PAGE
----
"Did you hear the news? The White House is planning to have an "organic" garden on the grounds to provide fresh fruits and vegetables for the Obama's and their guests. While a garden is a great idea, the thought of it being organic made Janet Braun, CropLife Ambassador Coordinator and I shudder. As a result, we sent a letter encouraging them to consider using crop protection products and to recognize the importance of agriculture to the entire U.S. economy. Read below for the entire letter.
If you want to send your own letter, it can be sent to the White House ..."
Except one person on the forward list didn't shudder at the idea of an organic garden - and that's how the letter reached the person who sent it on. Here it is:
Letter from Big Ag
"March 26, 2009
Mrs. Barack Obama
The White House
Washington, DC 20500
Dear Mrs. Obama,
We are writing regarding the garden recently added to the White House grounds to ensure a fresh supply of fruits and vegetables to your family, guests and staff. Congratulations on recognizing the importance of agriculture in America! The U.S. has the safest and most abundant food supply in the world thanks to the 3 million people who farm or ranch in the United States.
The CropLife Ambassador Network, a program of the Mid America CropLife Association, consists of over 160 ambassadors who work and many of whom grew up in agriculture. Their mission is to provide scientifically based, accurate information to the public regarding the safety and value of American agricultural food production. Many people, especially children, don't realize the extent to which their daily lives depend on America's agricultural industry. For instance, children are unaware the jeans they put on in the morning, the three meals eaten daily, the baseball with which they play and even the biofuels that power the school bus are available because of America's farmers and ranchers.
Agriculture is the largest industry in America generating 20% of the U.S. Gross Domestic Product. Individuals, family partnerships or family corporations operate almost 99% of U.S. farms. Over 22 million people are employed in farm-related jobs, including production agriculture, farm inputs, processing and marketing and sales. Through research and changes in production practices, today's food producers are providing Americans with the widest variety of foods ever.
Starting in the early 1900's, technology advances have allowed farmers to continually produce more food on less land while using less human labor. Over time, Americans were able to leave the time-consuming demands of farming to pursue new interests and develop new abilities. Today, an average farmer produces enough food to feed 144 Americans who are living longer lives than many of their ancestors. Technology in agriculture has allowed for the development of much of what we know and use in our lives today. If Americans were still required to farm to support their family's basic food and fiber needs, would the U.S. have been leaders in the advancement of science, communication, education, medicine, transportation and the arts?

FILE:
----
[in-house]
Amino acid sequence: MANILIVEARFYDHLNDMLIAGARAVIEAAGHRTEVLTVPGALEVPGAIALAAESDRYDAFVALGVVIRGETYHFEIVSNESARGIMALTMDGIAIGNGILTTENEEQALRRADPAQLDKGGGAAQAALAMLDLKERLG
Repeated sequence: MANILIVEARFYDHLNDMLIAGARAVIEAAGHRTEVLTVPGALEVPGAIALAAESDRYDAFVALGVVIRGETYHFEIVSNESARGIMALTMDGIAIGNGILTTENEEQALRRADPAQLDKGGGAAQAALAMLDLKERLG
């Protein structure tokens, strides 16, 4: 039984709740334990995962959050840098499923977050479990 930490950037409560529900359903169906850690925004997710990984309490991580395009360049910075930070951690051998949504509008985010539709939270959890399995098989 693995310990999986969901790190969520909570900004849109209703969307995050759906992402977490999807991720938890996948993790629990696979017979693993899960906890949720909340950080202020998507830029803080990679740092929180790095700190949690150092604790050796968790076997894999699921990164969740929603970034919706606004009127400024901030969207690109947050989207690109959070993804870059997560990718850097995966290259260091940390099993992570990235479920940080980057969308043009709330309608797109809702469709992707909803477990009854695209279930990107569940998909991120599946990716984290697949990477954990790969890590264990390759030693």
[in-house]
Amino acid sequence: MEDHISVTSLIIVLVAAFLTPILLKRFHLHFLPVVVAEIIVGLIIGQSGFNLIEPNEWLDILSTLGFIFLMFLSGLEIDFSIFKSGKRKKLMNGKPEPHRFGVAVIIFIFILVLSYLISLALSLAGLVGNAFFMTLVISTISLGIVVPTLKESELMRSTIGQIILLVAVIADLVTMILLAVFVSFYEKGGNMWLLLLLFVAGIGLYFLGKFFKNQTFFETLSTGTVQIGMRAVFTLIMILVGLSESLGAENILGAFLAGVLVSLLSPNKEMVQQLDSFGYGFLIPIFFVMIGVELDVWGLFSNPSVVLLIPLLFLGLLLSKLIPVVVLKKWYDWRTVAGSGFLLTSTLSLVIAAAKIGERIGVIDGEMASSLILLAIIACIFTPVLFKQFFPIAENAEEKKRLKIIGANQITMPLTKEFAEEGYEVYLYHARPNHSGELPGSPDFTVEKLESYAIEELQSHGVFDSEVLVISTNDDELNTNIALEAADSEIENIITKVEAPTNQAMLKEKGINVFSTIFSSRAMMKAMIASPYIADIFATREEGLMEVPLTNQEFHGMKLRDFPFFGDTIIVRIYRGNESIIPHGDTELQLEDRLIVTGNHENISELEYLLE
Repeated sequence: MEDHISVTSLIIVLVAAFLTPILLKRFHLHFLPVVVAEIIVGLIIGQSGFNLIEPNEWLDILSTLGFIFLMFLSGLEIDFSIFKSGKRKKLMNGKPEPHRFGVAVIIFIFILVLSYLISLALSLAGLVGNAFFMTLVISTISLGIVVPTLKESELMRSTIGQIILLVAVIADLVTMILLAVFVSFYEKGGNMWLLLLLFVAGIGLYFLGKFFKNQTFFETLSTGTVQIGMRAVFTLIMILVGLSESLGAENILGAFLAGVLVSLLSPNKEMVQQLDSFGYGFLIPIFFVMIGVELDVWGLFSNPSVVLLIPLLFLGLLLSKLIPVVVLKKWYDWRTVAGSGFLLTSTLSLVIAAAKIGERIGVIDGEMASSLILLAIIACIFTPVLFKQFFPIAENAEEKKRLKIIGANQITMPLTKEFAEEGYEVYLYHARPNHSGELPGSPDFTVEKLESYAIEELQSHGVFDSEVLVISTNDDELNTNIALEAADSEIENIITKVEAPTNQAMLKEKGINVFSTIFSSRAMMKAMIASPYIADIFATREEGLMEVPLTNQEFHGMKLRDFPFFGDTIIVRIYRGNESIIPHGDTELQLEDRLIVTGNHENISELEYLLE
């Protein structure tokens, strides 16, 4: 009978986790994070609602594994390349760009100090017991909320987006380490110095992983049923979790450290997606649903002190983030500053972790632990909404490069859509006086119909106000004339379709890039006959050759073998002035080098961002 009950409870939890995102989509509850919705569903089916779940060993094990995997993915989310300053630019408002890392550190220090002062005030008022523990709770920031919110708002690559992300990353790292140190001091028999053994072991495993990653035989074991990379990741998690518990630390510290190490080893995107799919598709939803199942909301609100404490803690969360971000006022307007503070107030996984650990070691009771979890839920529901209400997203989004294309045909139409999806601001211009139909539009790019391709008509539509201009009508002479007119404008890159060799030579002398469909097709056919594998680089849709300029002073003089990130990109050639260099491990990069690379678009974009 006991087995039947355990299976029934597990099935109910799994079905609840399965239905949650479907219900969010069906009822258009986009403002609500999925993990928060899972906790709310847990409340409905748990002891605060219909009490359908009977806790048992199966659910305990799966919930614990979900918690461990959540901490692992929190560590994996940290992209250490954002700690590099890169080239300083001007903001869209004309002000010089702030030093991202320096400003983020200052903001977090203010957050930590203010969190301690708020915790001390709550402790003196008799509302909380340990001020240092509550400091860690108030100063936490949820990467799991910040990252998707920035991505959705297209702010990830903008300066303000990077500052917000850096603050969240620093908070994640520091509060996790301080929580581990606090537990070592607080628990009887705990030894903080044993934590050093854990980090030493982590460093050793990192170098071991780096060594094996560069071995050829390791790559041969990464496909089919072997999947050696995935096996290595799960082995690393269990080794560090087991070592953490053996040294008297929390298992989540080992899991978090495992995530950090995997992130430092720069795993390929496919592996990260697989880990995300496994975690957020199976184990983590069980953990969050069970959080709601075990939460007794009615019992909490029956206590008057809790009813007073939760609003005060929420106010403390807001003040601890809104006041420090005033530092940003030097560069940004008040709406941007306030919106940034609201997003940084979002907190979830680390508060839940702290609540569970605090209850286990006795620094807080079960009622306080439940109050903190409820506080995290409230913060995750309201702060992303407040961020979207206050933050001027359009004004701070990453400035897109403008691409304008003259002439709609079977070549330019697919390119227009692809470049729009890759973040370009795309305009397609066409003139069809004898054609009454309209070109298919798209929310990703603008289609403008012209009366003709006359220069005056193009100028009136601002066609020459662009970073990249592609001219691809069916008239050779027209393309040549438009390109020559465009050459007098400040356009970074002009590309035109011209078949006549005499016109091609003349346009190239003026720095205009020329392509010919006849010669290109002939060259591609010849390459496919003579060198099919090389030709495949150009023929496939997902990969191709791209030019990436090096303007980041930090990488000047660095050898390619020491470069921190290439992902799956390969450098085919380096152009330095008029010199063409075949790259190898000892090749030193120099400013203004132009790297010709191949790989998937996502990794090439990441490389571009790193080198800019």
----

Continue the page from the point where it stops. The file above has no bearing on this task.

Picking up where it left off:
We live in a very different world than that of our grandparents. Americans are juggling jobs with the needs of children and aging parents. The time needed to tend a garden is not there for the majority of our citizens, certainly not a garden of sufficient productivity to supply much of a family's year-round food needs.
Much of the food considered not wholesome or tasty is the result of how it is stored or prepared rather than how it is grown. Fresh foods grown conventionally are wholesome and flavorful yet more economical. Local and conventional farming is not mutually exclusive. However, a Midwest mother whose child loves strawberries, a good source of Vitamin C, appreciates the ability to offer California strawberries in March a few months before the official Mid-west season.
Farmers and ranchers are the first environmentalists, maintaining and improving the soil and natural resources to pass onto future generations. Technology allows for farmers to meet the increasing demand for food and fiber in a sustainable manner.
Farmers use reduced tillage practices on more than 72 million acres to prevent erosion.
Farmers maintain over 1.3 million acres of grass waterways, allowing water to flow naturally from crops without eroding soil.
Contour farming keeps soil from washing away. About 26 million acres in the U.S. are managed this way.
Agricultural land provides habitat for 75% of the nation's wildlife.
Precision farming boosts crop yields and reduces waste by using satellite maps and computers to match seed, fertilizer and crop protection applications to local soil conditions.